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according Advancement affections ancient appear Bacon beginning better body Book called cause Church collection common continued death divine doth edition English entitled Essays example excellent experience expression former fortune give given greater hand hath heat History hope human imagination instances invention judgment kind king knowledge Latin learning least less light likewise living logic Lord man's manner matter means method mind motion nature never observed opinion original particular pass persons philosophy present princes principal published reason received respect rest saith sciences seems sense side speak spirit taken things third thought tion touching translation true truth turn understanding universal unto virtue whereof whole wind wise writings written
Side 54 - Wisdom for a man's self is, in many branches thereof, a depraved thing. It is the wisdom of rats, that will be sure to leave a house somewhat before it fall. It is the wisdom of the fox, that thrusts out the badger, who digged and made room for him. It is the wisdom of crocodiles, that shed tears when they would devour. But that which is specially to be noted is, that those which (as Cicero says of Pompey) are sui amantes sine rivali, are many times unfortunate.
Side 65 - The end of our foundation is the knowledge of causes, and secret motions of things; and the enlarging of the bounds of human empire, to the effecting of all things possible.
Side 28 - Certainly there be that delight in giddiness, and count it a bondage to fix a belief; affecting free-will in thinking, as well as in acting.
Side 78 - Reading maketh a full man ; conference a ready man ; and writing an exact man ; and, therefore, if a man write little, he had need have a great memory ; if he confer little, he had need have a present wit ; and if he read little, he need have much cunning, to seem to know that he doth not.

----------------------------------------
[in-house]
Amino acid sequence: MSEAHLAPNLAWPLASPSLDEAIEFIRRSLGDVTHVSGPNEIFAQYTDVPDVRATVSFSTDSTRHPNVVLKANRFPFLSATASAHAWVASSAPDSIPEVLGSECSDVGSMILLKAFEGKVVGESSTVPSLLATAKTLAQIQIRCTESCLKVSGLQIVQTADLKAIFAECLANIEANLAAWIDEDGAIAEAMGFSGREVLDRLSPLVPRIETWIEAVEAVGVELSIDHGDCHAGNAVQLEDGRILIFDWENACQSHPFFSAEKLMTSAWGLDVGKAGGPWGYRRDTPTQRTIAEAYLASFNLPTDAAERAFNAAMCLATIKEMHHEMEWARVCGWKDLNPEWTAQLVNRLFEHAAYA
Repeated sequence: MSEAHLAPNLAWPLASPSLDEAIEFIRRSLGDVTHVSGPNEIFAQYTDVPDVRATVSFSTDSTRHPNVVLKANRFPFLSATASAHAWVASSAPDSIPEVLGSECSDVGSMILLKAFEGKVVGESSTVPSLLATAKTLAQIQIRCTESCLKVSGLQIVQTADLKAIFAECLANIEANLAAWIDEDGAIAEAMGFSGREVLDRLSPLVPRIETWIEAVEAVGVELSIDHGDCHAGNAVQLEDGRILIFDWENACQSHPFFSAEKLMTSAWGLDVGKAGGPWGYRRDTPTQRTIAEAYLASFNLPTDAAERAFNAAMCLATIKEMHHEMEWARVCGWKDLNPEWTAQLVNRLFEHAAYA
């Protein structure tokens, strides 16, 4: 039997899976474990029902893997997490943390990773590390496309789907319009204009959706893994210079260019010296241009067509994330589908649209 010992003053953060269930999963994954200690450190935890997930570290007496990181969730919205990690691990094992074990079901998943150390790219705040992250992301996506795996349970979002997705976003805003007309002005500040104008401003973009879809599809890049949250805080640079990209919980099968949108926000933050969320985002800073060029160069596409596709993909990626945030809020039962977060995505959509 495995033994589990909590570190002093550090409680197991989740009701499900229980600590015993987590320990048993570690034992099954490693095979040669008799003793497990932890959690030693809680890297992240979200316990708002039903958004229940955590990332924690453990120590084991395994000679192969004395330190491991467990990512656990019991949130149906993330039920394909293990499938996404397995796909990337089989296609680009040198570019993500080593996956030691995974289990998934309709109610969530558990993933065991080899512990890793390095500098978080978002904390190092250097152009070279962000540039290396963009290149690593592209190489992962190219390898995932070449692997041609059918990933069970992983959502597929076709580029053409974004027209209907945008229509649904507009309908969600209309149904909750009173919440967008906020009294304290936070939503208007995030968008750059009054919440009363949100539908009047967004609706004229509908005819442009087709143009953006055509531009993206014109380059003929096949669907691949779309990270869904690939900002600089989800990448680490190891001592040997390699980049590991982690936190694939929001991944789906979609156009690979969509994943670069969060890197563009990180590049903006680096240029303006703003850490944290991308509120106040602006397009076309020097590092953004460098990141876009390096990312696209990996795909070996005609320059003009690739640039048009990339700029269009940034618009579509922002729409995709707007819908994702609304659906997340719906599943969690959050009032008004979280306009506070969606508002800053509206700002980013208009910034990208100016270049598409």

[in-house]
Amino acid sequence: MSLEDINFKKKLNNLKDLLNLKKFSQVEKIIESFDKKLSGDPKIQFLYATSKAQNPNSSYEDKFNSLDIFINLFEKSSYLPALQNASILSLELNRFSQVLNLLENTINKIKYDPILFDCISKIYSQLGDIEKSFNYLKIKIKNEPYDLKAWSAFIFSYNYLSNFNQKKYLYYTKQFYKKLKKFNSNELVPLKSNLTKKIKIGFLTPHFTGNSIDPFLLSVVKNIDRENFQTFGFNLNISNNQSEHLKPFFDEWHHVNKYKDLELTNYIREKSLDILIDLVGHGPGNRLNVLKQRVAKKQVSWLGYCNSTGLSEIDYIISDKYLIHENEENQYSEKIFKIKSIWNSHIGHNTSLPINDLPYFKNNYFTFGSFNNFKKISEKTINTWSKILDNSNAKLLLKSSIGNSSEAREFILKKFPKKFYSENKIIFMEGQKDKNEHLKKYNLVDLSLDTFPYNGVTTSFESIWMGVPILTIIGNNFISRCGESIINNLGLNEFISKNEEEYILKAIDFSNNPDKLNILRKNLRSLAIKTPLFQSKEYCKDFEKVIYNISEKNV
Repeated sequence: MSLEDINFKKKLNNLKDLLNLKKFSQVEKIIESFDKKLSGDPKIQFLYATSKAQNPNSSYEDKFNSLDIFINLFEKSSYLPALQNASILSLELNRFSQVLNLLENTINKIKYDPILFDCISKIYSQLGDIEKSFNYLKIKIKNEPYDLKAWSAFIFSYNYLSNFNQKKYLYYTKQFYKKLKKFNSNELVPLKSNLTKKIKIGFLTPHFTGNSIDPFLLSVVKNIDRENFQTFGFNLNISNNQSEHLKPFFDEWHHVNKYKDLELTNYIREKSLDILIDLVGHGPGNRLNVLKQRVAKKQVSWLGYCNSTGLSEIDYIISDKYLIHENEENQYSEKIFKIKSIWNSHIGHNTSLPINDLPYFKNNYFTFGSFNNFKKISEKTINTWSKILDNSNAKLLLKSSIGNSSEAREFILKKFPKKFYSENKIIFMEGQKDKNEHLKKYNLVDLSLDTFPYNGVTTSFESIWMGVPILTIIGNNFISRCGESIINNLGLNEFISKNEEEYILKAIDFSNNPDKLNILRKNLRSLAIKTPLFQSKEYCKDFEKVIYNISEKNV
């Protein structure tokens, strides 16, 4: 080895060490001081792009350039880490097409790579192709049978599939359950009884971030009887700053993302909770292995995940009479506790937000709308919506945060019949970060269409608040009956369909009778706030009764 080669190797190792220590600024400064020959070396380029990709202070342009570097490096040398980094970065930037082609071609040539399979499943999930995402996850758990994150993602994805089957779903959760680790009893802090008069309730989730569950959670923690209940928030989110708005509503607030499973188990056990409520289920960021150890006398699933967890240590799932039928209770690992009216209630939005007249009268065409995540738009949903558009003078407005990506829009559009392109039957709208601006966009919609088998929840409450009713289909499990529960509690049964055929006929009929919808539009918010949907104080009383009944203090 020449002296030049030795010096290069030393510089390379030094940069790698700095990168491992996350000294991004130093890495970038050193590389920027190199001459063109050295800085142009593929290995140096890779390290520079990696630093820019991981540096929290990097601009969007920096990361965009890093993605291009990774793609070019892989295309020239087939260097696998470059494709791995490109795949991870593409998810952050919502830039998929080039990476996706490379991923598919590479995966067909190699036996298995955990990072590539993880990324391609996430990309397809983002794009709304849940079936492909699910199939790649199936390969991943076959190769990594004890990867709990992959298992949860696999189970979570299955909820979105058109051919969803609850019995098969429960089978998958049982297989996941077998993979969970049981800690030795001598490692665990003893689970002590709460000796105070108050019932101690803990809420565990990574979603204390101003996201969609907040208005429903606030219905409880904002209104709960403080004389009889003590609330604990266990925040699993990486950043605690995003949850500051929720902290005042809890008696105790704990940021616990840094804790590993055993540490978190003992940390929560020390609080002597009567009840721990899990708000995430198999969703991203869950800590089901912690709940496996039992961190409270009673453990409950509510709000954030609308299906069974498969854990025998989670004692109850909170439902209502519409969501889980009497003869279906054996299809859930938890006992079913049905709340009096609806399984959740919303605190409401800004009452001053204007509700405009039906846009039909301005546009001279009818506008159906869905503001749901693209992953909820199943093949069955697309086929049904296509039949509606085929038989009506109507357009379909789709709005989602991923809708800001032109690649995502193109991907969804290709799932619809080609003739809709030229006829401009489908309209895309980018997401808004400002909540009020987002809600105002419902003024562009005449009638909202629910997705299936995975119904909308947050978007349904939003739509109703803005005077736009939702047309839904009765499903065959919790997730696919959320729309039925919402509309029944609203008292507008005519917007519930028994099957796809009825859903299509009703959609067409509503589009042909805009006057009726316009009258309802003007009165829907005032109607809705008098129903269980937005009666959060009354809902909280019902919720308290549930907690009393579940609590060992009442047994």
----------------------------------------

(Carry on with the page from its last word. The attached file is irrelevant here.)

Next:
Side 36 - ... in the entrance of philosophy, when the second causes, which are next unto the senses, do offer themselves to the mind of man, if it dwell and stay there it may induce some oblivion of the highest cause; but when a man passeth on...
Side 38 - Certainly virtue is like precious odours, most fragrant when they are incensed or crushed ; for Prosperity doth best discover vice, but Adversity doth best discover virtue.
Side 50 - It is true, that a little philosophy inclineth man's mind to atheism ; but depth in philosophy bringeth men's minds about to religion...
Side 59 - So as there is as much difference between the counsel that a friend giveth, and that a man giveth himself, as there is between the counsel of a friend and of a flatterer. For there is no such flatterer as is a man's self; and there is no such remedy against flattery of a man's self as the liberty of a friend.
Side 50 - ... but when it beholdeth the chain of them confederate, and linked together, it must needs fly to Providence and Deity : nay, even that school which is most accused of atheism doth most demonstrate religion : that is, the school of Leucippus, and Democritus, and Epicurus, for it is a thousand times more credible that four mutable elements, and one immutable fifth essence, duly and eternally placed, need no God, than that an army of infinite small portions, or seeds unplaced, should have produced...